Steve Sharp's preparations are focused around his kit: "My pictures are based on long exposure so I always use a tripod. We dress in Caving kit (Over suit, Undersuit, Wellington boots, Arm and Kneepads plus a helmet, light) and a good stong caving bag) - We sometimes use a survey to negotiate our way around a cave system but this knowledge is built up on."
Nuno's plans are a lot more specific with routes planned and equipment pre packed in the order that it's going to be used.
"We only carry what we need for that particular plan. The equipment is heavy: ropes, all the SRT (single rope technique) equipment, extra light sources, water, food. It really weighs a lot and there is no short-cut you can take to get something you forgot. Also it's very tiring to progress in caves so we need to go as light as we can.
We also follow a tight schedule. This really is very important because there are parts of the route like tight spots for example, where if you take 5 - 10 more minutes than you planned, multiply that by 4 - 8 people and suddenly you're adding hours to the plan. You carry extra batteries and food but it's not unlimited. Also it's cold down there.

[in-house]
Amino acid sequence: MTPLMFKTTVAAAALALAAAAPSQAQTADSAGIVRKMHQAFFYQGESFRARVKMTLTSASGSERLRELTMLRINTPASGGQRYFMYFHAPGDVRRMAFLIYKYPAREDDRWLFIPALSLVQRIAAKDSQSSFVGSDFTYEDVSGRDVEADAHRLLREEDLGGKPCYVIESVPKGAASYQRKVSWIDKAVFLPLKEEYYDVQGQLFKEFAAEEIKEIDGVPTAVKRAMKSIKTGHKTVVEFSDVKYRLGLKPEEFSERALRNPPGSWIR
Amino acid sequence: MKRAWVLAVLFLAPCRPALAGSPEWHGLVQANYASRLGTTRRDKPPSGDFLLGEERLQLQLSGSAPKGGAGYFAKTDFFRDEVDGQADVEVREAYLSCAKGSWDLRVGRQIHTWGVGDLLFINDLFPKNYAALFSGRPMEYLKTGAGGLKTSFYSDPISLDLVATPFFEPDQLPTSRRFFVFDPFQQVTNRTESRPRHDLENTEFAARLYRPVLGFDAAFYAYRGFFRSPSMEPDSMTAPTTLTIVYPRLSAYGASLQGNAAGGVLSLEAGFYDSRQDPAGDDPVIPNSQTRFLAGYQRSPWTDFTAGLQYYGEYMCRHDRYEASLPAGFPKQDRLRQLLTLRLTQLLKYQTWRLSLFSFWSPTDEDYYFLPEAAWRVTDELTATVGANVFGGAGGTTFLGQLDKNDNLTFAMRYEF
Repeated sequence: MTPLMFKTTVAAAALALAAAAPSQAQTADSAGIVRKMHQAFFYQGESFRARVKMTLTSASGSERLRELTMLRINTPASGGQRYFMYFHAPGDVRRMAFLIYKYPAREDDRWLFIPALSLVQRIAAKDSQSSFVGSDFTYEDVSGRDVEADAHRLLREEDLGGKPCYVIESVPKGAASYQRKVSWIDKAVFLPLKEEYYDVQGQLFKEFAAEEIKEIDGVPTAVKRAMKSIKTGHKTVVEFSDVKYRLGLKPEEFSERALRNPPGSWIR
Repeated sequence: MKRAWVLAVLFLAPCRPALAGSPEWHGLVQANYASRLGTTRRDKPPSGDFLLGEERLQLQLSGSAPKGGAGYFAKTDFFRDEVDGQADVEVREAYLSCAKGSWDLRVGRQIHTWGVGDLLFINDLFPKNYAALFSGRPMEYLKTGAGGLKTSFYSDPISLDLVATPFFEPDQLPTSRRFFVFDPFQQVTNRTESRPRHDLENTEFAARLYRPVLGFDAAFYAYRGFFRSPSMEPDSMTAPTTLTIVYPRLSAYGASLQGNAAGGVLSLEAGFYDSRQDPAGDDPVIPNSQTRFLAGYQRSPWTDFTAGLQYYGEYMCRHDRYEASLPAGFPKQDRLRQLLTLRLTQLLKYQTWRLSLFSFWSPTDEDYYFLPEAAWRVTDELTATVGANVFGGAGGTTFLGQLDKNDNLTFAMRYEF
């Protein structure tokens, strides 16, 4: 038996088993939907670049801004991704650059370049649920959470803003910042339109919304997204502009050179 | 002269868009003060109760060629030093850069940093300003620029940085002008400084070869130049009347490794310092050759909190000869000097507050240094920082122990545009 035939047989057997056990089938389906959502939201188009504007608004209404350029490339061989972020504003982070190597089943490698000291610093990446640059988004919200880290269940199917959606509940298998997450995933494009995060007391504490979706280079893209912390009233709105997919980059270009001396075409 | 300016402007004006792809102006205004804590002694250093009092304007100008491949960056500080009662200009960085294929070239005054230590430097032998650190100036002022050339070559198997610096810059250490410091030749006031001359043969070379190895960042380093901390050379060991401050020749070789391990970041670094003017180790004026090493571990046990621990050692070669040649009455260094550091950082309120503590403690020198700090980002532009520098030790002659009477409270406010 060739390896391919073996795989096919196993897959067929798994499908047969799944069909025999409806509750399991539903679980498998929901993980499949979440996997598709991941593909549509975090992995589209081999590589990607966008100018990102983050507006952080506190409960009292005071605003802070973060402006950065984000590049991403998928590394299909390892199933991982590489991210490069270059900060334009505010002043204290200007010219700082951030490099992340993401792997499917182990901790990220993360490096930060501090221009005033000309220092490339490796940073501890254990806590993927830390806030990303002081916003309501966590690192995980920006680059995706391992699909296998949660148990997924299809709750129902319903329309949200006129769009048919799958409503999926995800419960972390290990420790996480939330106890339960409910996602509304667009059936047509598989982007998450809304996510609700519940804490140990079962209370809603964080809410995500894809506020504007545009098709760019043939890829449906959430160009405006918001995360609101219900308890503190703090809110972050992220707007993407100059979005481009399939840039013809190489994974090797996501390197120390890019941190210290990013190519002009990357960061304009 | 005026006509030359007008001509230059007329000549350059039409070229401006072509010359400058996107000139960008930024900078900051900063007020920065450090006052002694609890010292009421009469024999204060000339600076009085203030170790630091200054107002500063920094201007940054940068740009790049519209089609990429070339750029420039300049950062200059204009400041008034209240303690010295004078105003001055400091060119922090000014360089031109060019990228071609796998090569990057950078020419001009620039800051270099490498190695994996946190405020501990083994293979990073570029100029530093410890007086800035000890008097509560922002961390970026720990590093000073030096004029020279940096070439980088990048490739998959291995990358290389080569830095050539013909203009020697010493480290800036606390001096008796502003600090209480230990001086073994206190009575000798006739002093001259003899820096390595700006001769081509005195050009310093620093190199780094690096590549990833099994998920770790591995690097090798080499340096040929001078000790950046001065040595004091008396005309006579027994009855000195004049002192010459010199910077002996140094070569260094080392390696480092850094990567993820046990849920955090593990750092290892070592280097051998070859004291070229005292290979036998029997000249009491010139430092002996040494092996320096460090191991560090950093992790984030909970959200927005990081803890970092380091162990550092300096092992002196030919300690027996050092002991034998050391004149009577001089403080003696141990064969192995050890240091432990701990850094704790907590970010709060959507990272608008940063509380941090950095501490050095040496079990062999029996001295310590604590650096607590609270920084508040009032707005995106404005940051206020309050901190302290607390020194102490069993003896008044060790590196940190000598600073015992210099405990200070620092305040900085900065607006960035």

Taking photographs in caves takes some time and you have to plan for it. Also it's not efficient to have all the team taking photos so usually we split into two groups. One takes photos and the other goes to some other planned activity.
|Photograph by Rob Eavis.|
Also regarding the camera itself it's not easy to make it survive the trip. You really can't take it in a conventional case. The bag where the camera is will be thrown, will dangle beneath and bang the wall when you're on the rope and will be dragged around tied to your feet in tight places. It really needs to have a very protective, heavily cushioned, water tight carrying case.
For some time I used a surplus ammo box padded with camping mattress material and foam but it was way too heavy and dangerous because of the sharp edges. I then changed to a plastic cylinder canister."
Finding caves to investigate can be easy if you want to explore the popular ones as the ones in the UK are well detailed in guidebooks and the caves Nuno explores are found in old surveys, or by following the Holy Grail of a cave photographer - water trails. Other cavers can offer insight into good locations and local groups can be found online.